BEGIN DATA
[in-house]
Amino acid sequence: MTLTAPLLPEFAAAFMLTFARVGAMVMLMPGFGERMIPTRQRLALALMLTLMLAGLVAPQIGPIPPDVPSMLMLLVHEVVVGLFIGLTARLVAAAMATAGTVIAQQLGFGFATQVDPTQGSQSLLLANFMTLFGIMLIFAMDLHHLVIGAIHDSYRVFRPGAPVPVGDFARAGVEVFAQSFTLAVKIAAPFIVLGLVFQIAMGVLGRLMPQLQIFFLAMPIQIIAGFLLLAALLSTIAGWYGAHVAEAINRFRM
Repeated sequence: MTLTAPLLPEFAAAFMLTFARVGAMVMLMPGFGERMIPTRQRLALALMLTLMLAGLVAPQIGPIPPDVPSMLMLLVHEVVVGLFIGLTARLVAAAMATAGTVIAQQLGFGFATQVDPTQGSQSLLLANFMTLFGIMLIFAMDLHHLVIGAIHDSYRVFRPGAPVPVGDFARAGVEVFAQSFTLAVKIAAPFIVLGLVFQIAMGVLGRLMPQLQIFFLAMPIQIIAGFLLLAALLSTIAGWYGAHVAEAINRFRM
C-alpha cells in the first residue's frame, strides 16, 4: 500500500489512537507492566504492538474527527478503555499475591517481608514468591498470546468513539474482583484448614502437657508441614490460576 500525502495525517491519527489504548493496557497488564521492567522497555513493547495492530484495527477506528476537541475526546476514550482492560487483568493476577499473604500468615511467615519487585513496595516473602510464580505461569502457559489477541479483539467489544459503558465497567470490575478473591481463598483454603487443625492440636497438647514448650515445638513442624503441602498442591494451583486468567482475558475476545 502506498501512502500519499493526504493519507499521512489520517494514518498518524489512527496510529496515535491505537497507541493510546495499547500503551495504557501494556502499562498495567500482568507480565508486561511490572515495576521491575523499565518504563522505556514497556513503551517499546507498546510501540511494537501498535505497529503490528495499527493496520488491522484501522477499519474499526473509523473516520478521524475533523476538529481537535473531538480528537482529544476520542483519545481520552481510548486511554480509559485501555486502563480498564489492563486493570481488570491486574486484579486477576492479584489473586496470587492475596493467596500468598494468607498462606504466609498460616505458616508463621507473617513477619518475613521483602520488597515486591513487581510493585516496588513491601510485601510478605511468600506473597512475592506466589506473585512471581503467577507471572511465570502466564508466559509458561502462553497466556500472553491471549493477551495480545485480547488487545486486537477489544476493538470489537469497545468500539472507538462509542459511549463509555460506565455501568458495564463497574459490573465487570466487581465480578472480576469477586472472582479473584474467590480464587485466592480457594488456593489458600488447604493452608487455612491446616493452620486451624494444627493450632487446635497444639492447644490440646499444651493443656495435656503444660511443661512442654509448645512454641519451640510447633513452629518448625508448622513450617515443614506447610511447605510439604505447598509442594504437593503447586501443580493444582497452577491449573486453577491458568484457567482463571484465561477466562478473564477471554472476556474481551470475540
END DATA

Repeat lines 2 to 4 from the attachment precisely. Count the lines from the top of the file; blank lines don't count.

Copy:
Amino acid sequence: MTLTAPLLPEFAAAFMLTFARVGAMVMLMPGFGERMIPTRQRLALALMLTLMLAGLVAPQIGPIPPDVPSMLMLLVHEVVVGLFIGLTARLVAAAMATAGTVIAQQLGFGFATQVDPTQGSQSLLLANFMTLFGIMLIFAMDLHHLVIGAIHDSYRVFRPGAPVPVGDFARAGVEVFAQSFTLAVKIAAPFIVLGLVFQIAMGVLGRLMPQLQIFFLAMPIQIIAGFLLLAALLSTIAGWYGAHVAEAINRFRM
Repeated sequence: MTLTAPLLPEFAAAFMLTFARVGAMVMLMPGFGERMIPTRQRLALALMLTLMLAGLVAPQIGPIPPDVPSMLMLLVHEVVVGLFIGLTARLVAAAMATAGTVIAQQLGFGFATQVDPTQGSQSLLLANFMTLFGIMLIFAMDLHHLVIGAIHDSYRVFRPGAPVPVGDFARAGVEVFAQSFTLAVKIAAPFIVLGLVFQIAMGVLGRLMPQLQIFFLAMPIQIIAGFLLLAALLSTIAGWYGAHVAEAINRFRM
C-alpha cells in the first residue's frame, strides 16, 4: 500500500489512537507492566504492538474527527478503555499475591517481608514468591498470546468513539474482583484448614502437657508441614490460576 500525502495525517491519527489504548493496557497488564521492567522497555513493547495492530484495527477506528476537541475526546476514550482492560487483568493476577499473604500468615511467615519487585513496595516473602510464580505461569502457559489477541479483539467489544459503558465497567470490575478473591481463598483454603487443625492440636497438647514448650515445638513442624503441602498442591494451583486468567482475558475476545 502506498501512502500519499493526504493519507499521512489520517494514518498518524489512527496510529496515535491505537497507541493510546495499547500503551495504557501494556502499562498495567500482568507480565508486561511490572515495576521491575523499565518504563522505556514497556513503551517499546507498546510501540511494537501498535505497529503490528495499527493496520488491522484501522477499519474499526473509523473516520478521524475533523476538529481537535473531538480528537482529544476520542483519545481520552481510548486511554480509559485501555486502563480498564489492563486493570481488570491486574486484579486477576492479584489473586496470587492475596493467596500468598494468607498462606504466609498460616505458616508463621507473617513477619518475613521483602520488597515486591513487581510493585516496588513491601510485601510478605511468600506473597512475592506466589506473585512471581503467577507471572511465570502466564508466559509458561502462553497466556500472553491471549493477551495480545485480547488487545486486537477489544476493538470489537469497545468500539472507538462509542459511549463509555460506565455501568458495564463497574459490573465487570466487581465480578472480576469477586472472582479473584474467590480464587485466592480457594488456593489458600488447604493452608487455612491446616493452620486451624494444627493450632487446635497444639492447644490440646499444651493443656495435656503444660511443661512442654509448645512454641519451640510447633513452629518448625508448622513450617515443614506447610511447605510439604505447598509442594504437593503447586501443580493444582497452577491449573486453577491458568484457567482463571484465561477466562478473564477471554472476556474481551470475540